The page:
by Chris Zheng,
There I've said it and God it feels good.
I say it with much admiration and respect to all the members of community. I've learnt so much from being in this microcosm of dynamism, ideas and learning over the past 8 years. Clojure has allowed me to get to know so many amazing people, to travel to a whole bunch of places and to do things that I had never thought possible.
Having said that, I've gone from a wide-eyed, idealistic fanboy to someone less idealistic, and almost cynical about the trajectory of the language. I have gained so much - but at the same time, I had expected more. Now I'm just tired.
Like the ending of a long love affair with a girl way out of my league, I loved and loathed every single minute of my time as a clojure developer. The experience, though unforgettable, has taken a toll on my mental and physical well-being. I feel that I have given my all. Now that the party is over and sunrise begins to reveal the plastic fairy lights and overdone makeup, I begin to question my life as well as the values that I am looking for within it.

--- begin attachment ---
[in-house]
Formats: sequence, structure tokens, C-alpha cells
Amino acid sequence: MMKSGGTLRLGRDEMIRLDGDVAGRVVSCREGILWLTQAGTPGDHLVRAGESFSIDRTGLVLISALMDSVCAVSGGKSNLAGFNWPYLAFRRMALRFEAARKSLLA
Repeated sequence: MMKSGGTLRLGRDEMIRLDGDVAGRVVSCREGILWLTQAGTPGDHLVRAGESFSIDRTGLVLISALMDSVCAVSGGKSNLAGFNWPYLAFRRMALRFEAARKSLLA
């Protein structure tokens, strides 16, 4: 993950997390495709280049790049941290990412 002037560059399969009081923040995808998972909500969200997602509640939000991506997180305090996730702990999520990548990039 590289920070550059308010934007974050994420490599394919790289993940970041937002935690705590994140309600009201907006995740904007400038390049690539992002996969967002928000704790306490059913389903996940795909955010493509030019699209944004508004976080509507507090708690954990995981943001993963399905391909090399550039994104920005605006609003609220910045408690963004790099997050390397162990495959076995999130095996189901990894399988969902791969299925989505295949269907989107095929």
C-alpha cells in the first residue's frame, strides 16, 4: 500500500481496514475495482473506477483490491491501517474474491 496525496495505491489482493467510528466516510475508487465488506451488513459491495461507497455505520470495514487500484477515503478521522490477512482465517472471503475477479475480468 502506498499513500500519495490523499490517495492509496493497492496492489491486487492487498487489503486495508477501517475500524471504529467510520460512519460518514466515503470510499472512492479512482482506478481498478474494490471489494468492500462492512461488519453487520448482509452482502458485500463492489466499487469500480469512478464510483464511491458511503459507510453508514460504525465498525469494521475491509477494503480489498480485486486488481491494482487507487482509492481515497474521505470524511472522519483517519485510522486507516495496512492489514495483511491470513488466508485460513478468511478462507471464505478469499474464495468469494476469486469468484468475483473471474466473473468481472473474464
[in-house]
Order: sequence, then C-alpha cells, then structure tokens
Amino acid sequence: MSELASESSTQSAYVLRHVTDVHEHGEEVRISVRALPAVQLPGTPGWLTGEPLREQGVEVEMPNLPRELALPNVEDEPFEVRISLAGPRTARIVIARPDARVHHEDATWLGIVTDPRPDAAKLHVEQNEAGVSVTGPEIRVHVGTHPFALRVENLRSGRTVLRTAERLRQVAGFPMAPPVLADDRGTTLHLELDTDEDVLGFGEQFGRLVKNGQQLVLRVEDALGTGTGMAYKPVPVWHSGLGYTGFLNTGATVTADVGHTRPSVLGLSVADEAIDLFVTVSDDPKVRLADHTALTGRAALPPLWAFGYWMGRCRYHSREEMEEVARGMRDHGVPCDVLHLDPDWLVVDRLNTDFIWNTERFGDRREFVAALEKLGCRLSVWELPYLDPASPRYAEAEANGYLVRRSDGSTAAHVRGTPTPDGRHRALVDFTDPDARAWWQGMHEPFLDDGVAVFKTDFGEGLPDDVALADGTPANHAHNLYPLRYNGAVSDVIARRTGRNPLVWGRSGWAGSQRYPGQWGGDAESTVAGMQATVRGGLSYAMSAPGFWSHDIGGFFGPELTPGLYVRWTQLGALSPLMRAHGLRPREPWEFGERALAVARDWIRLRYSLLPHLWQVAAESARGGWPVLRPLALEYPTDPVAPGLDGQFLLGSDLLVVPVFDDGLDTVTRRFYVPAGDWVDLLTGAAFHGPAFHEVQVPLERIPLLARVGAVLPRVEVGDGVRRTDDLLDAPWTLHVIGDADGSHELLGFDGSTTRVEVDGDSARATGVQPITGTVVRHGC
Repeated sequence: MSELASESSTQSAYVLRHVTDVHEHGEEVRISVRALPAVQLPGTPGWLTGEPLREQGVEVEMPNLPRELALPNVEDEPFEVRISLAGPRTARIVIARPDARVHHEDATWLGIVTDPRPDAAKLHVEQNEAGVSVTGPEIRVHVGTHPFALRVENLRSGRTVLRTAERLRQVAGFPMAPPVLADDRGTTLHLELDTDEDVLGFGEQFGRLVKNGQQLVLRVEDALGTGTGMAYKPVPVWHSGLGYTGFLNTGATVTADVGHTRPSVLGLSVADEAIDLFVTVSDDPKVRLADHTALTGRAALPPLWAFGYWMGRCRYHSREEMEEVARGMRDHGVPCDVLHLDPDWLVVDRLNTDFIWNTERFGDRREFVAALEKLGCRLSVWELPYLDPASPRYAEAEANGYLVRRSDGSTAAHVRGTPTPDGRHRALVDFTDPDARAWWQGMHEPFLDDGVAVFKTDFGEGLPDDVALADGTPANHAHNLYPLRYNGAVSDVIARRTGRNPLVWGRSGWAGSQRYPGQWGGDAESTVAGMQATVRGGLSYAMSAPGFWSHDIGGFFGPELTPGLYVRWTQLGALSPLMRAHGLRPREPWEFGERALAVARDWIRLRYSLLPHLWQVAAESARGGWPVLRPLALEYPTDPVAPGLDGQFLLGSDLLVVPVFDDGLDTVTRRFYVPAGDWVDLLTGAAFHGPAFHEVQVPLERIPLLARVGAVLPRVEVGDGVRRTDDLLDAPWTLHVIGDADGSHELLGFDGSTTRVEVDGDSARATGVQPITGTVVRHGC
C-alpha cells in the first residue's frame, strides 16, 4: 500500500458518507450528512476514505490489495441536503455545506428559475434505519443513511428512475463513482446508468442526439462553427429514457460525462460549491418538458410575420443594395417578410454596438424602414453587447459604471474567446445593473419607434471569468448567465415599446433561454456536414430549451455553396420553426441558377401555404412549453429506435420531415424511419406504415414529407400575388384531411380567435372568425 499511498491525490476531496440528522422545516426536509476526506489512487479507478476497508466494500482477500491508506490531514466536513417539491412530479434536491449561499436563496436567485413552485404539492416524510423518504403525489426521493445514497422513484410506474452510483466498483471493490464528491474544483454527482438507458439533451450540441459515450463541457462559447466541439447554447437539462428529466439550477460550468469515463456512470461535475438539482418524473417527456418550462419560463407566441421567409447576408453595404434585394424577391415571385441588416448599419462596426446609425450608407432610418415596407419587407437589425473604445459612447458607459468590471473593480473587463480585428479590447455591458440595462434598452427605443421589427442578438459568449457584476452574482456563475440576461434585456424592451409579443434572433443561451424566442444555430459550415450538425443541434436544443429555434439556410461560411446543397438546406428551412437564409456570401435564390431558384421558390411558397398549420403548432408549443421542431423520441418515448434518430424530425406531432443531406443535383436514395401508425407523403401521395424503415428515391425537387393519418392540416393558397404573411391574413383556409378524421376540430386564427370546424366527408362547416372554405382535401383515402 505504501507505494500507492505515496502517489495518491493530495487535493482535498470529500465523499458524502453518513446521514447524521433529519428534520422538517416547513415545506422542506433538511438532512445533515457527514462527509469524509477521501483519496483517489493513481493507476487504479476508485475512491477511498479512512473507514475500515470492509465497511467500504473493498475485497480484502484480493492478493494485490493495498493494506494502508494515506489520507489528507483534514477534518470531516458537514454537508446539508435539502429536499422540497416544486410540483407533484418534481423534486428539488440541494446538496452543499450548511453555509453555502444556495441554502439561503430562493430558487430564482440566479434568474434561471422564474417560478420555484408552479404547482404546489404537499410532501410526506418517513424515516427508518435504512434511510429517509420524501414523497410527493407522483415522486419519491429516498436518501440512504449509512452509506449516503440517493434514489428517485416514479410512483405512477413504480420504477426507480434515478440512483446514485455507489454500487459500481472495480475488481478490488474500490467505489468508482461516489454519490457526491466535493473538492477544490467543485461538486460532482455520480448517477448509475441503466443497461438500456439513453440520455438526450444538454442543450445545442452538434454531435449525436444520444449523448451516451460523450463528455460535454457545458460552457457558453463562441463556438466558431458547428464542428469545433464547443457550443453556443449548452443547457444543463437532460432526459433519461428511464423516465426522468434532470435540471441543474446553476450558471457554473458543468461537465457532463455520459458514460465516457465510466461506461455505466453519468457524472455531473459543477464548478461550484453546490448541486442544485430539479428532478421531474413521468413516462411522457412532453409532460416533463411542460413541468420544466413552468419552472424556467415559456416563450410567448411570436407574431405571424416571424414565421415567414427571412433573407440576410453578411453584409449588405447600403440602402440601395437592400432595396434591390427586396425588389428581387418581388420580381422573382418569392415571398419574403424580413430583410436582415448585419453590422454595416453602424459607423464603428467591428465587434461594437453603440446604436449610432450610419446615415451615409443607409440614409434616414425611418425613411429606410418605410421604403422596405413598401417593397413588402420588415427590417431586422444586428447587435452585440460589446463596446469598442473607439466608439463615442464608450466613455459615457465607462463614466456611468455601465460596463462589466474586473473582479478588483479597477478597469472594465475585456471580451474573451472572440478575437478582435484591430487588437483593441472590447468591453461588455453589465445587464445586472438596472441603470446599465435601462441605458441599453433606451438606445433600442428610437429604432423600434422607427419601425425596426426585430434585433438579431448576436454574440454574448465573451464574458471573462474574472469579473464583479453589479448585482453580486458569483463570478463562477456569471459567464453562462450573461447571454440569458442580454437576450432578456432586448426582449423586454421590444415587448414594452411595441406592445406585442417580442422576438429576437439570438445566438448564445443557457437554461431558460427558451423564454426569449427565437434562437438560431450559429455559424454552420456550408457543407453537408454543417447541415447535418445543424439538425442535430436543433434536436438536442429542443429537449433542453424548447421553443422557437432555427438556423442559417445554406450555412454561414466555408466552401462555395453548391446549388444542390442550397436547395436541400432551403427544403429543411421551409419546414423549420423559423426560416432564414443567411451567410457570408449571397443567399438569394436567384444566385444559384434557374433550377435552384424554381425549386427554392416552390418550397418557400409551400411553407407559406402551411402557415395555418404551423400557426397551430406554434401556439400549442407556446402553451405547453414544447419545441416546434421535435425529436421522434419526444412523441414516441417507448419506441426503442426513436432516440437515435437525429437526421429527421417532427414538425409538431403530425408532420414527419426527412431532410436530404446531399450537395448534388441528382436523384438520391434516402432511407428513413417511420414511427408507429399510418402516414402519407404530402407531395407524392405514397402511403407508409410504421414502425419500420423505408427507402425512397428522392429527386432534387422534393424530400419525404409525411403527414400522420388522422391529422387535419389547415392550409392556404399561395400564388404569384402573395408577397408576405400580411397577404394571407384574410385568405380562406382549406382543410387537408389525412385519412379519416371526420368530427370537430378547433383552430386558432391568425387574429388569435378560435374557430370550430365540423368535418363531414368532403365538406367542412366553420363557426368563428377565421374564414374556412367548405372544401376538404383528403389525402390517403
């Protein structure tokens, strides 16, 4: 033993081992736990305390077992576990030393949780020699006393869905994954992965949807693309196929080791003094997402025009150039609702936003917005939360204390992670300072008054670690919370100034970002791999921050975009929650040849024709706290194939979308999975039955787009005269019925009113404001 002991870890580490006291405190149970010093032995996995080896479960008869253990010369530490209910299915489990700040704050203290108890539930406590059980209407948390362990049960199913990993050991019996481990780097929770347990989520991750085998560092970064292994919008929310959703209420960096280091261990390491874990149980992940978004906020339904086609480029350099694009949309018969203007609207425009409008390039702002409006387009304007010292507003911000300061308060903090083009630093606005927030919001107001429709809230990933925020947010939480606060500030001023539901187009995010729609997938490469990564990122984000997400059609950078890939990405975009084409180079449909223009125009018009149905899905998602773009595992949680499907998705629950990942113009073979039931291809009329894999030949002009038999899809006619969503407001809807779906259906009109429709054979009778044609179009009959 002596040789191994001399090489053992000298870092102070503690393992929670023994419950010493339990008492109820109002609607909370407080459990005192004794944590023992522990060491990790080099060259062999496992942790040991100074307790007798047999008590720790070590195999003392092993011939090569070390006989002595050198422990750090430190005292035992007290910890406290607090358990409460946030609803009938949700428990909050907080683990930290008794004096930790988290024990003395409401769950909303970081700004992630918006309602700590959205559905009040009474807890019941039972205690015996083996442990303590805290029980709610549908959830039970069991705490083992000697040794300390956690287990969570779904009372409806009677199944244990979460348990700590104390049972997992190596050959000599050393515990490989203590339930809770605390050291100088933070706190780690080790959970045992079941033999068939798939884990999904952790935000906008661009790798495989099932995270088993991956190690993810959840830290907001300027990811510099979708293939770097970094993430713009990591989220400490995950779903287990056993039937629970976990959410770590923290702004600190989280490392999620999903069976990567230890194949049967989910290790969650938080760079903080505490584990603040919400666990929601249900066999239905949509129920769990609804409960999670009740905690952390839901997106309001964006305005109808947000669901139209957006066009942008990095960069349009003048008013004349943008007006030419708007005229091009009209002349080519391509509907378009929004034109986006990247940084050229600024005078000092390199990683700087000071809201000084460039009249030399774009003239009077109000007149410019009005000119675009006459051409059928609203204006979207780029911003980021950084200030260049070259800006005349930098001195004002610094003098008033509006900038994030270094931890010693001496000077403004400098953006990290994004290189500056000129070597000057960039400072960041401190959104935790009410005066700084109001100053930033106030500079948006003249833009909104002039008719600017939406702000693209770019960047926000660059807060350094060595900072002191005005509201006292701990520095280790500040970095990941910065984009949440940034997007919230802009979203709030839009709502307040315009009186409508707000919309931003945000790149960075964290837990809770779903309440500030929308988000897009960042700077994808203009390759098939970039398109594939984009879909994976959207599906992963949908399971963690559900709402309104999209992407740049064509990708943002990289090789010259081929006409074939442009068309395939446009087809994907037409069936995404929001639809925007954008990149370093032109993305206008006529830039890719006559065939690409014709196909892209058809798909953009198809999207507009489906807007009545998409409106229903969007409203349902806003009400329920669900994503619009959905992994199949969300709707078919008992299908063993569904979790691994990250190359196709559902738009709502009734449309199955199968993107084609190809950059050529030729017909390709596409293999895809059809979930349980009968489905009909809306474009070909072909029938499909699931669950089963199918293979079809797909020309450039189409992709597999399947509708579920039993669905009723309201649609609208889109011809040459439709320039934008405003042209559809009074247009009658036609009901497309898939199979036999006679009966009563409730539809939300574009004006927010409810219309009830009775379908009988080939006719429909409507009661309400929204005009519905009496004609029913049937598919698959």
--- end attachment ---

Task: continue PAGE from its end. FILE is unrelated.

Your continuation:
I remember when I first got into Clojure. I had been struggling to build a concurrent system for years (and to this day, I'm still clueless about how to do it with locks and semaphores). I had been working with python back then and it was really hard work. Then I read Paul Graham's hacker's and painter's book in his article Revenge of the Nerds
"As one data point on the curve, at any rate, if you were to compete with ITA and chose to write your software in C, they would be able to develop software twenty times faster than you. If you spent a year on a new feature, they'd be able to duplicate it in less than three weeks. Whereas if they spent just three months developing something new, it would be five years before you had it too."